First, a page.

In last week's prediction for the week ahead I guessed that it was time for action. That was an accurate guess for the bountiful news flow, but not so much for the markets. We had some significant intra-day swings, but the reports had an offsetting effect. Those who were not following the daily news might have looked at the final result for the week and given it a "Ho hum."
This week I am expecting the opposite - a snoozefest.
The economic calendar is the thinnest ever. Congress is out. It is summer in the city and the "A Teams" are on vacation.
CNBC warns that August is a negative month 53% of the time, but slow trading can lead to volatility.
The calendar is not the key factor. Because column inches and air time must be filled whether there is real news or not, I expect a week laden with speculation about tapering, who will become the new Fed chair, and whether economic data warn of a new recession.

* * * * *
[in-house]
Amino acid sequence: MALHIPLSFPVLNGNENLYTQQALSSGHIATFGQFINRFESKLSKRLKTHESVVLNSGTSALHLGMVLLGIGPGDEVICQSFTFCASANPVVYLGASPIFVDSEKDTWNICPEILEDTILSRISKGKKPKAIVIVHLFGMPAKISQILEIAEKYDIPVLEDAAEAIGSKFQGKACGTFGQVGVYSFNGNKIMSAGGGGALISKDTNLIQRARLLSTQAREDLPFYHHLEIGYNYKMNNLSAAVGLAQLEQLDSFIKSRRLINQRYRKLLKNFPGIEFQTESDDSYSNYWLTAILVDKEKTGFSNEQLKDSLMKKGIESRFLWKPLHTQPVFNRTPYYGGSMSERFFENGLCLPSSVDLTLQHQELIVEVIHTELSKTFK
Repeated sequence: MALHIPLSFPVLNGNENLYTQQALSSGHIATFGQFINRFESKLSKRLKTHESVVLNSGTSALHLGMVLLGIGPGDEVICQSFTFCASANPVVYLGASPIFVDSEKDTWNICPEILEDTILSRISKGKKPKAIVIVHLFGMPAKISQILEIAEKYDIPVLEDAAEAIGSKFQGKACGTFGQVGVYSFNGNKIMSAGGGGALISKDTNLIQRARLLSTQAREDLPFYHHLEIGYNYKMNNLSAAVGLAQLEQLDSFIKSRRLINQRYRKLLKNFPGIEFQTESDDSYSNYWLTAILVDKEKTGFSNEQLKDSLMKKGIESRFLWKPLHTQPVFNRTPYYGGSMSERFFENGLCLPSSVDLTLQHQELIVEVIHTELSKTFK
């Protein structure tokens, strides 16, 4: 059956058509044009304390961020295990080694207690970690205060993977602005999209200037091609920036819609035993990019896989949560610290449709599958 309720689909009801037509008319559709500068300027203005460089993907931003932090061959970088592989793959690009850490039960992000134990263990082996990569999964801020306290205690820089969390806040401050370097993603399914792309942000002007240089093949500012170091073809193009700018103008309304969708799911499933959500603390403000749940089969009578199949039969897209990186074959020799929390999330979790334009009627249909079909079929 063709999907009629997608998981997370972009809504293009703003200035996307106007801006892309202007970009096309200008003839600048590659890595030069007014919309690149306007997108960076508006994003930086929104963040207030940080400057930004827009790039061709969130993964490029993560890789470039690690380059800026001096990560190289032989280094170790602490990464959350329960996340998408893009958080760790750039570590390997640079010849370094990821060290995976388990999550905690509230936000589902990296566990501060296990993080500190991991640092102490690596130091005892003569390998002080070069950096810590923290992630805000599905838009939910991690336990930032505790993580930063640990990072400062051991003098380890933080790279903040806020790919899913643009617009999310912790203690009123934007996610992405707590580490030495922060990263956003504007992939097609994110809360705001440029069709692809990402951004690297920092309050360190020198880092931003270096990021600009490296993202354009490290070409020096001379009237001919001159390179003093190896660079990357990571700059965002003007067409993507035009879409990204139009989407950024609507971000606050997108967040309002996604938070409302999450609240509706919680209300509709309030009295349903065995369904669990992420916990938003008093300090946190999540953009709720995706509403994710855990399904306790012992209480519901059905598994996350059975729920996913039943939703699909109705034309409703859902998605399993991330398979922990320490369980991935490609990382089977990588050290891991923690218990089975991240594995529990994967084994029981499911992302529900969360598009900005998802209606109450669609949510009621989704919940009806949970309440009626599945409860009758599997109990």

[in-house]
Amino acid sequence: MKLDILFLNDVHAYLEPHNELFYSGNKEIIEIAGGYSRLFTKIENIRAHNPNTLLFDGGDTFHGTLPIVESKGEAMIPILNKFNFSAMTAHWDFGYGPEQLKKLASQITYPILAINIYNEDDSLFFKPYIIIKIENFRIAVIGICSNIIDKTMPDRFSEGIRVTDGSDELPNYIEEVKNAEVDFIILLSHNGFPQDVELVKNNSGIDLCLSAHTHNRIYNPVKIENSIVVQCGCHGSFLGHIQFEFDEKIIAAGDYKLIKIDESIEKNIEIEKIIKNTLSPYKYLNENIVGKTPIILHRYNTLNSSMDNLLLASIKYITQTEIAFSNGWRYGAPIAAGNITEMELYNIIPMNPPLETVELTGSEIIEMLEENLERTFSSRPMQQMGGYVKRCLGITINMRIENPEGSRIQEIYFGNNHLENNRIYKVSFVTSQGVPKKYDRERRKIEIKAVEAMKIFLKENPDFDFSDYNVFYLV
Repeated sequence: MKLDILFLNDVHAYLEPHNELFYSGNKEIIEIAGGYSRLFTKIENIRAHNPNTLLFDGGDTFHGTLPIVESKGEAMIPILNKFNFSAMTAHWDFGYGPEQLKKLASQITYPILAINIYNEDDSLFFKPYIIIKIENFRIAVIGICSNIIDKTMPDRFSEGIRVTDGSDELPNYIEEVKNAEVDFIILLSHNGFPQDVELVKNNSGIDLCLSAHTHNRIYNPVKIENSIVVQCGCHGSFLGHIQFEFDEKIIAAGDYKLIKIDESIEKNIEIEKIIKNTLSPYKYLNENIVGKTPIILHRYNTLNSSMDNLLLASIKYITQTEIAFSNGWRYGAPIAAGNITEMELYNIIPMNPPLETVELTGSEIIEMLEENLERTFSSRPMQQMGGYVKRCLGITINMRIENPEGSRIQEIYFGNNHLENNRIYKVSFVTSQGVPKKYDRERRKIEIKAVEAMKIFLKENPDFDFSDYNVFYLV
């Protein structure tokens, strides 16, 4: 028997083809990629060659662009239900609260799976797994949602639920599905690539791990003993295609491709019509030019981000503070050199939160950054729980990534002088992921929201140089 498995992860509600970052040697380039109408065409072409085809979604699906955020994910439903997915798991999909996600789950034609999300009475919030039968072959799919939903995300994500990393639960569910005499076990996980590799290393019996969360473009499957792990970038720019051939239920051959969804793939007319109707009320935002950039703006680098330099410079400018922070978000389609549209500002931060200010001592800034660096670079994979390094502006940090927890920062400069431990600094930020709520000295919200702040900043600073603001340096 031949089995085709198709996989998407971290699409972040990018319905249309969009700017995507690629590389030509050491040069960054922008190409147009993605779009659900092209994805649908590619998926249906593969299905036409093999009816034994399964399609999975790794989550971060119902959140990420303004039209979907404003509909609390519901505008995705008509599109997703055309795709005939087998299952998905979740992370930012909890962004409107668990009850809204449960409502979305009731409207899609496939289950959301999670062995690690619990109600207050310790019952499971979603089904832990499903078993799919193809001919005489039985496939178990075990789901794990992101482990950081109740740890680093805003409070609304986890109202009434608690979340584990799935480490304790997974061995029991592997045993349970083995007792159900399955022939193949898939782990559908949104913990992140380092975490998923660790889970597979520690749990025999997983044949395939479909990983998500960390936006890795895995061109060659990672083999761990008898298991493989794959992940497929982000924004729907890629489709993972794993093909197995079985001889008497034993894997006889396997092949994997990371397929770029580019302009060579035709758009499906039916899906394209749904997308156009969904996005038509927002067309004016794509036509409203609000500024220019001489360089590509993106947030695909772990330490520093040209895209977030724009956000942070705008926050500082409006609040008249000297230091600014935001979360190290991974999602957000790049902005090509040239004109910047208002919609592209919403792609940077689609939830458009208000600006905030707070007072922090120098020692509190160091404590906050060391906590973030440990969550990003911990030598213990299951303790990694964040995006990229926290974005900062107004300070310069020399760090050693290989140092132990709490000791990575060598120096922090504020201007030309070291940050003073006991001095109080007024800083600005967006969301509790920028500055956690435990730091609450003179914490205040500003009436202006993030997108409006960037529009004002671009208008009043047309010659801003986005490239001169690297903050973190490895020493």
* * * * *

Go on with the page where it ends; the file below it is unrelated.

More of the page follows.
I have some thoughts on what our real focus should be which I'll report in the conclusion. First, let us do our regular update of last week's news and data.
Background on "Weighing the Week Ahead"
There are many good lists of upcoming events. One source I regularly follow is the weekly calendar from Investing.com. For best results you need to select the date range from the calendar displayed on the site. You will be rewarded with a comprehensive list of data and events from all over the world. It takes a little practice, but it is worth it.
In contrast, I highlight a smaller group of events. My theme is an expert guess about what we will be watching on TV and reading in the mainstream media. It is a focus on what I think is important for my trading and client portfolios. Each week I consider the upcoming calendar and the current market, predicting the main theme we should expect. This step is an important part of my trading preparation and planning. It takes more hours than you can imagine.